Ericsson and Alcatel-Lucent are big winners in the North American LTE race. AT&T announced this morning that the two firms will supply LTE radio access equipment for the company's LTE deployment scheduled for 2011. Financial details of the two contracts were not revealed.
This is the second big win for Ericsson and Alcatel-Lucent. Just a year ago Verizon Wireless announced that Ericsson and Alcatel-Lucent were that company's primary LTE infrastructure vendors. Verizon is on pace to roll out commercial LTE services this year to 100 million POPs across 25-30 markets.
Competition in LTE infrastructure market has been fierce. Asian vendors such as Huawei and ZTE have been trying hard to make inroads in North America. Earlier this year Huawei said it would add 600 jobs in North America in 2010. The company also opened its own LTE development lab in Texas. So far, Huawei has landed network contracts with Cox for its CDMA network and Clearwire for its WiMAX play.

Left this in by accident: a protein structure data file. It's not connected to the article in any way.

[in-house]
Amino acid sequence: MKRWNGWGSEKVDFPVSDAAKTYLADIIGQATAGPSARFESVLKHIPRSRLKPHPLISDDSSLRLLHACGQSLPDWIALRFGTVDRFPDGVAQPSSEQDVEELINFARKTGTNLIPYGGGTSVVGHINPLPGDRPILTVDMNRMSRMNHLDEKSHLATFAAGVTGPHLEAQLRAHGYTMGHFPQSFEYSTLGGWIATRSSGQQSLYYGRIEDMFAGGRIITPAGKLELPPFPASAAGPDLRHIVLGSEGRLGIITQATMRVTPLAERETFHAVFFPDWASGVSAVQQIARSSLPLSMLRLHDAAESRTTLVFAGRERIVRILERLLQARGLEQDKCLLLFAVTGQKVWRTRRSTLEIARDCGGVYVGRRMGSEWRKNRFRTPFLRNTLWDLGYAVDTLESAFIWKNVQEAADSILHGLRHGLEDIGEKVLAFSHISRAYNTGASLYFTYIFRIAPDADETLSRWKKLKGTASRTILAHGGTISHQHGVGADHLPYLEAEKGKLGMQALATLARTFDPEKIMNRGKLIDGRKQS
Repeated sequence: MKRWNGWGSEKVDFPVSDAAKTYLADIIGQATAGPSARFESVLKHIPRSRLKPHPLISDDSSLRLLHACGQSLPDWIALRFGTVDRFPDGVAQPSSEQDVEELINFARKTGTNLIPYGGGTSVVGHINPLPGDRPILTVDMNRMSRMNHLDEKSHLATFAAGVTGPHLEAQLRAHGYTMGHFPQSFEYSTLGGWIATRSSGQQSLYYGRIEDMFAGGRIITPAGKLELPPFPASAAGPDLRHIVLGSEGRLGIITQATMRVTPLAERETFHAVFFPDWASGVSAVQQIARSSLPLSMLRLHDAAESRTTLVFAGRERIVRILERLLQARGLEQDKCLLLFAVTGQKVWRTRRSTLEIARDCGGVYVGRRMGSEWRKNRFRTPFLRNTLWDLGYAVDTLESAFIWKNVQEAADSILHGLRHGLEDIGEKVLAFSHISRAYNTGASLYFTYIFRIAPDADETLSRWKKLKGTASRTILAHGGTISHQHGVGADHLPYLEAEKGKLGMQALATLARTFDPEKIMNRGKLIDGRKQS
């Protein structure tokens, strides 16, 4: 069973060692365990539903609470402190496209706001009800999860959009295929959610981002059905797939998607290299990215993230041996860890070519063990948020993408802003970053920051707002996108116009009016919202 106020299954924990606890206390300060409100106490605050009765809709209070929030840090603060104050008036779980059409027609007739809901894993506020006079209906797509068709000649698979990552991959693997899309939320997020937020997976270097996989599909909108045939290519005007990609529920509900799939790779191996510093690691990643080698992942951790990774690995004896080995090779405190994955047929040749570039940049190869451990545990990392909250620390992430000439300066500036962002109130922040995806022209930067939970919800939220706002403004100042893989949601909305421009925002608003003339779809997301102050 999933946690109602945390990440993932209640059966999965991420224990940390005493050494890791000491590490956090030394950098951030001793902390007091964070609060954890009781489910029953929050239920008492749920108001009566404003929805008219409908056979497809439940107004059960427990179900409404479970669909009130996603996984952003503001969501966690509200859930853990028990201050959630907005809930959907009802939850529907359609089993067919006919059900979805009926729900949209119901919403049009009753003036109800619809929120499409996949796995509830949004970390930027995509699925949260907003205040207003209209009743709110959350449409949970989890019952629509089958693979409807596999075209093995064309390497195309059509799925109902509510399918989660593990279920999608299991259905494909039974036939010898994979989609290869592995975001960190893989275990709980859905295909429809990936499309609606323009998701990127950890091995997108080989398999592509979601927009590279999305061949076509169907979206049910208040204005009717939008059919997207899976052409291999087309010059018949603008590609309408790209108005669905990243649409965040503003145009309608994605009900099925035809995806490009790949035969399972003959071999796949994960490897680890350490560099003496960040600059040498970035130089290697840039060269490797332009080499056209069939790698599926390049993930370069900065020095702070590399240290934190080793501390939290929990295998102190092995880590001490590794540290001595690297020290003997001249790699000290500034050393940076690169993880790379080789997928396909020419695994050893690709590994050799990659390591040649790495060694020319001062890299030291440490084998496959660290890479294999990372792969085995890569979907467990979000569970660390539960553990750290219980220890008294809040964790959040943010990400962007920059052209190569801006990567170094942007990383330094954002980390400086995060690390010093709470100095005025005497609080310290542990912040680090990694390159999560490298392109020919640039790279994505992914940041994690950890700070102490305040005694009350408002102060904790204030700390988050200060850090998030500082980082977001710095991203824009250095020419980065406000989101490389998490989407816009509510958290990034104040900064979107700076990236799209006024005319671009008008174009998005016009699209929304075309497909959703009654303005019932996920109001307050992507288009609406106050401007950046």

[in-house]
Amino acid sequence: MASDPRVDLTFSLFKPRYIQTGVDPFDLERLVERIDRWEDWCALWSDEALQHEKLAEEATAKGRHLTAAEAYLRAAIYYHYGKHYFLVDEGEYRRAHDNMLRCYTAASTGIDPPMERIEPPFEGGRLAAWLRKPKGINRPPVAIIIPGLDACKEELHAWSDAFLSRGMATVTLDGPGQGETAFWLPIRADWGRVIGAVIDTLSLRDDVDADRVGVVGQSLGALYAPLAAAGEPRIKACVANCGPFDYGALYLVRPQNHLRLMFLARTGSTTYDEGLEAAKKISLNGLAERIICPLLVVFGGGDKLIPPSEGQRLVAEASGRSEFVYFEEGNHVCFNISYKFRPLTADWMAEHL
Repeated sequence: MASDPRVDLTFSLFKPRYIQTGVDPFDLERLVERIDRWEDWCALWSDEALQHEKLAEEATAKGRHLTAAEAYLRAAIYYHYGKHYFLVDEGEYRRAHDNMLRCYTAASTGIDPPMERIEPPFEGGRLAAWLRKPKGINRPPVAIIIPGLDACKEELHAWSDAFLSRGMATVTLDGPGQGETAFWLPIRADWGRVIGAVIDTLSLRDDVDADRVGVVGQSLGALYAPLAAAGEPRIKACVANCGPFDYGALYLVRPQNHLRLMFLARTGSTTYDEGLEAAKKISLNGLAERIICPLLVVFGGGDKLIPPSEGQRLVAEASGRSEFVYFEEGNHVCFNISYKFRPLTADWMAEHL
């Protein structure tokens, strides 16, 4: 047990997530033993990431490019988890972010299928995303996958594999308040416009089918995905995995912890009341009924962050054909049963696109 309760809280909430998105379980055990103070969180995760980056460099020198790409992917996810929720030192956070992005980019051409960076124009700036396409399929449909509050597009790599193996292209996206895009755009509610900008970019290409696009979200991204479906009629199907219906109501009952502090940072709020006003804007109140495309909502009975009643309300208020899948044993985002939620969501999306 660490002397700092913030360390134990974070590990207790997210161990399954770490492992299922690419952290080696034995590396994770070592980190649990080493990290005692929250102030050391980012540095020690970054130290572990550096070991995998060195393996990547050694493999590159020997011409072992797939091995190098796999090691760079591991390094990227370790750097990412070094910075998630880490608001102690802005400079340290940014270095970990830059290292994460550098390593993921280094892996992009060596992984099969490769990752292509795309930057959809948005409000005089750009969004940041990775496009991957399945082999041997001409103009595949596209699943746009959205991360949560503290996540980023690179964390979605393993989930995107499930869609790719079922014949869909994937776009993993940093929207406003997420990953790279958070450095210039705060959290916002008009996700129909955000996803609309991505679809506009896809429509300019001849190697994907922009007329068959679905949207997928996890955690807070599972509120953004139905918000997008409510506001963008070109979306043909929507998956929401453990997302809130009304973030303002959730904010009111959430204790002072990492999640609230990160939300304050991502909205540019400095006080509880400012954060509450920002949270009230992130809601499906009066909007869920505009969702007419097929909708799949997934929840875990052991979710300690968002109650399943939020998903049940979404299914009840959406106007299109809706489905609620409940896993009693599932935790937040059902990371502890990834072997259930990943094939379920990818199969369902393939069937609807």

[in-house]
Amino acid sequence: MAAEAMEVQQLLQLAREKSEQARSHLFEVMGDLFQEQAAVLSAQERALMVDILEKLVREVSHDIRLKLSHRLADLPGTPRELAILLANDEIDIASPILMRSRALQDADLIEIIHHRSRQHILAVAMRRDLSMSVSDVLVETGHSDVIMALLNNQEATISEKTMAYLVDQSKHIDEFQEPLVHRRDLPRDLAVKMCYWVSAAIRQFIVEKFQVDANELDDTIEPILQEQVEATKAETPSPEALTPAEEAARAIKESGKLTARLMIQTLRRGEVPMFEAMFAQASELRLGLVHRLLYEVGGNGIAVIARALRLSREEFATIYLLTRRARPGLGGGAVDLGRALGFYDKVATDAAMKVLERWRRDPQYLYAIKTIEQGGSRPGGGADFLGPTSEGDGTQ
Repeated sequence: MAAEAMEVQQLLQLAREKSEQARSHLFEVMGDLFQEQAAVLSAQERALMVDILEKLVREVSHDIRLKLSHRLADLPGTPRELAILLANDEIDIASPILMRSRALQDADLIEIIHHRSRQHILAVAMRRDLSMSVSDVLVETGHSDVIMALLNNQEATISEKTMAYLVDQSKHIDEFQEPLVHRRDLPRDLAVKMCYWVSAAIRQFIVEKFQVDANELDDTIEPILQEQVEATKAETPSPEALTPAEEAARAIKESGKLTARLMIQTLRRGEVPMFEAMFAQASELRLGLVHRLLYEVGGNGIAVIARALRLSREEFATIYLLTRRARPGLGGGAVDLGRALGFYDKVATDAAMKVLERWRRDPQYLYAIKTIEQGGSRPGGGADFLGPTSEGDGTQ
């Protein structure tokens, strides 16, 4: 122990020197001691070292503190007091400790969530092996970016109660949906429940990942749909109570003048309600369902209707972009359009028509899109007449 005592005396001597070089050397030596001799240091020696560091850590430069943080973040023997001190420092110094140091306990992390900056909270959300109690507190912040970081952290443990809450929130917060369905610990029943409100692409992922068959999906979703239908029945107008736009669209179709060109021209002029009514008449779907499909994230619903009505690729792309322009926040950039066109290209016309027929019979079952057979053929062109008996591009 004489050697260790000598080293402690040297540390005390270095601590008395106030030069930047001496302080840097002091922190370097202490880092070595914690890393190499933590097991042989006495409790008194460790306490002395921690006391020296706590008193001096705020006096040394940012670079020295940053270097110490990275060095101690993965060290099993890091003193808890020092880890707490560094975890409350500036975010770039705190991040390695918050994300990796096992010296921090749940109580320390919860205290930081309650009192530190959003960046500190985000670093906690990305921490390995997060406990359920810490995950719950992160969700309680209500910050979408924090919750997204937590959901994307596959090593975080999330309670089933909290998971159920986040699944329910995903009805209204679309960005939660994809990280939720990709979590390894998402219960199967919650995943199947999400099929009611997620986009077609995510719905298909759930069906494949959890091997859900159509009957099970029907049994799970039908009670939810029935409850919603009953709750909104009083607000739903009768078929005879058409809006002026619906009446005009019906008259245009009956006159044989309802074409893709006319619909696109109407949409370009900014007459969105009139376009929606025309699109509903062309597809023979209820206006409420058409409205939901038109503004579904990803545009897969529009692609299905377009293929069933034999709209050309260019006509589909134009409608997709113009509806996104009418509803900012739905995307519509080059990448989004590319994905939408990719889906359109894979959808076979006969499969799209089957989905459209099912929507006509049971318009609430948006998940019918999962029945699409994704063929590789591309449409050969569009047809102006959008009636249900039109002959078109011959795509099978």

In a release, AT&T said it had tested equipment from multiple suppliers in the field and in the lab, and that it chose to extend existing relationships with Alca-Lu and Ericsson--both of which provide equipment to the operator today. Specifically, AT&T said it will take advantage of compatibility between Alca-Lu and Ericsson's 3G equipment as it moves to LTE.
AT&T has been working hard to increase the data speeds and bandwidth of its network. In 2009, the firm upgraded its 3G cell sites across the country with HSPA 7.2 software. This year the company plans to upgrade its backhaul capacity using enhanced fiber-optic connectivity. AT&T plans to spend $18 billion to $19 billion on its network this year, notably above the $17.3 billion it spent in 2009.
- see this release
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